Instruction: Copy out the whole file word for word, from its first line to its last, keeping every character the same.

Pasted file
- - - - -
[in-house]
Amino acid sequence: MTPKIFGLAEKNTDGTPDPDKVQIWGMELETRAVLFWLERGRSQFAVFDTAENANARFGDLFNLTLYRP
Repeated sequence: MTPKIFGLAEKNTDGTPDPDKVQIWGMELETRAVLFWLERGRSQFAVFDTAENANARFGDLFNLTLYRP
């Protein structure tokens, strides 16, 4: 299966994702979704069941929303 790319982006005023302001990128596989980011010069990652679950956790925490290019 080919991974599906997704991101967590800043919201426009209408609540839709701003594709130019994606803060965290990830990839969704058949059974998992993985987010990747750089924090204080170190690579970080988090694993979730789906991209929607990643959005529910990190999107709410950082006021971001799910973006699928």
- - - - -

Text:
[in-house]
Amino acid sequence: MTPKIFGLAEKNTDGTPDPDKVQIWGMELETRAVLFWLERGRSQFAVFDTAENANARFGDLFNLTLYRP
Repeated sequence: MTPKIFGLAEKNTDGTPDPDKVQIWGMELETRAVLFWLERGRSQFAVFDTAENANARFGDLFNLTLYRP
């Protein structure tokens, strides 16, 4: 299966994702979704069941929303 790319982006005023302001990128596989980011010069990652679950956790925490290019 080919991974599906997704991101967590800043919201426009209408609540839709701003594709130019994606803060965290990830990839969704058949059974998992993985987010990747750089924090204080170190690579970080988090694993979730789906991209929607990643959005529910990190999107709410950082006021971001799910973006699928």